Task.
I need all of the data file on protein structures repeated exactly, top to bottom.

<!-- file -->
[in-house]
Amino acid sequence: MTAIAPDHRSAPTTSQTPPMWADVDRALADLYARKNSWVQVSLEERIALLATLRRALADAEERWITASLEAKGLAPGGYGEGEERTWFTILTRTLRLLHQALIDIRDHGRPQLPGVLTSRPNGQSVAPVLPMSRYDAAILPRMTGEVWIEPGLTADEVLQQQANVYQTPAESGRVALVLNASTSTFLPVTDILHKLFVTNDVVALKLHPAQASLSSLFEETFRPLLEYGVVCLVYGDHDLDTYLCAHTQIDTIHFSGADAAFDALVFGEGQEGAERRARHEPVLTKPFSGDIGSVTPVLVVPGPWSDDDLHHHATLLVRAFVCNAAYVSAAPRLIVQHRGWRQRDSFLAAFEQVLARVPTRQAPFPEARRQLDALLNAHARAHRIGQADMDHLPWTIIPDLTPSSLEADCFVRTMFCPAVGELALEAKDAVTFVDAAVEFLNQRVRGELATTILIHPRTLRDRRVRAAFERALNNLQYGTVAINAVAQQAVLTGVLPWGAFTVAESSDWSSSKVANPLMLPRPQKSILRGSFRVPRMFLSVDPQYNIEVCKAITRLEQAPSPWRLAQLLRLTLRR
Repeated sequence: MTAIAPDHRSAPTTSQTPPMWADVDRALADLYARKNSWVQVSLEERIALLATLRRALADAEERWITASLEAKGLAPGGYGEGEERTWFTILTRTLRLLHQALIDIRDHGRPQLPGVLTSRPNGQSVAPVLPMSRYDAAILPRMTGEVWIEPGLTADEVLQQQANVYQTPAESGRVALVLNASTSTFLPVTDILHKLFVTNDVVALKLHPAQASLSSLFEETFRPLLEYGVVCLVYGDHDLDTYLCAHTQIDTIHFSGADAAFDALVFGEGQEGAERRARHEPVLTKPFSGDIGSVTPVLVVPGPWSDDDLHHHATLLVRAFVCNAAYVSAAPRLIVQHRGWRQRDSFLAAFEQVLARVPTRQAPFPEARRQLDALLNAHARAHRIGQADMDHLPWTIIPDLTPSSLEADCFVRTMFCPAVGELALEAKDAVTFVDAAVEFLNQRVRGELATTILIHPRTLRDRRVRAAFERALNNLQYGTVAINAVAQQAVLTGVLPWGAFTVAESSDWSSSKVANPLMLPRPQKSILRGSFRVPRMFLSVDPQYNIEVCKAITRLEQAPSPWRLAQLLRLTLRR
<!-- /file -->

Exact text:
[in-house]
Amino acid sequence: MTAIAPDHRSAPTTSQTPPMWADVDRALADLYARKNSWVQVSLEERIALLATLRRALADAEERWITASLEAKGLAPGGYGEGEERTWFTILTRTLRLLHQALIDIRDHGRPQLPGVLTSRPNGQSVAPVLPMSRYDAAILPRMTGEVWIEPGLTADEVLQQQANVYQTPAESGRVALVLNASTSTFLPVTDILHKLFVTNDVVALKLHPAQASLSSLFEETFRPLLEYGVVCLVYGDHDLDTYLCAHTQIDTIHFSGADAAFDALVFGEGQEGAERRARHEPVLTKPFSGDIGSVTPVLVVPGPWSDDDLHHHATLLVRAFVCNAAYVSAAPRLIVQHRGWRQRDSFLAAFEQVLARVPTRQAPFPEARRQLDALLNAHARAHRIGQADMDHLPWTIIPDLTPSSLEADCFVRTMFCPAVGELALEAKDAVTFVDAAVEFLNQRVRGELATTILIHPRTLRDRRVRAAFERALNNLQYGTVAINAVAQQAVLTGVLPWGAFTVAESSDWSSSKVANPLMLPRPQKSILRGSFRVPRMFLSVDPQYNIEVCKAITRLEQAPSPWRLAQLLRLTLRR
Repeated sequence: MTAIAPDHRSAPTTSQTPPMWADVDRALADLYARKNSWVQVSLEERIALLATLRRALADAEERWITASLEAKGLAPGGYGEGEERTWFTILTRTLRLLHQALIDIRDHGRPQLPGVLTSRPNGQSVAPVLPMSRYDAAILPRMTGEVWIEPGLTADEVLQQQANVYQTPAESGRVALVLNASTSTFLPVTDILHKLFVTNDVVALKLHPAQASLSSLFEETFRPLLEYGVVCLVYGDHDLDTYLCAHTQIDTIHFSGADAAFDALVFGEGQEGAERRARHEPVLTKPFSGDIGSVTPVLVVPGPWSDDDLHHHATLLVRAFVCNAAYVSAAPRLIVQHRGWRQRDSFLAAFEQVLARVPTRQAPFPEARRQLDALLNAHARAHRIGQADMDHLPWTIIPDLTPSSLEADCFVRTMFCPAVGELALEAKDAVTFVDAAVEFLNQRVRGELATTILIHPRTLRDRRVRAAFERALNNLQYGTVAINAVAQQAVLTGVLPWGAFTVAESSDWSSSKVANPLMLPRPQKSILRGSFRVPRMFLSVDPQYNIEVCKAITRLEQAPSPWRLAQLLRLTLRR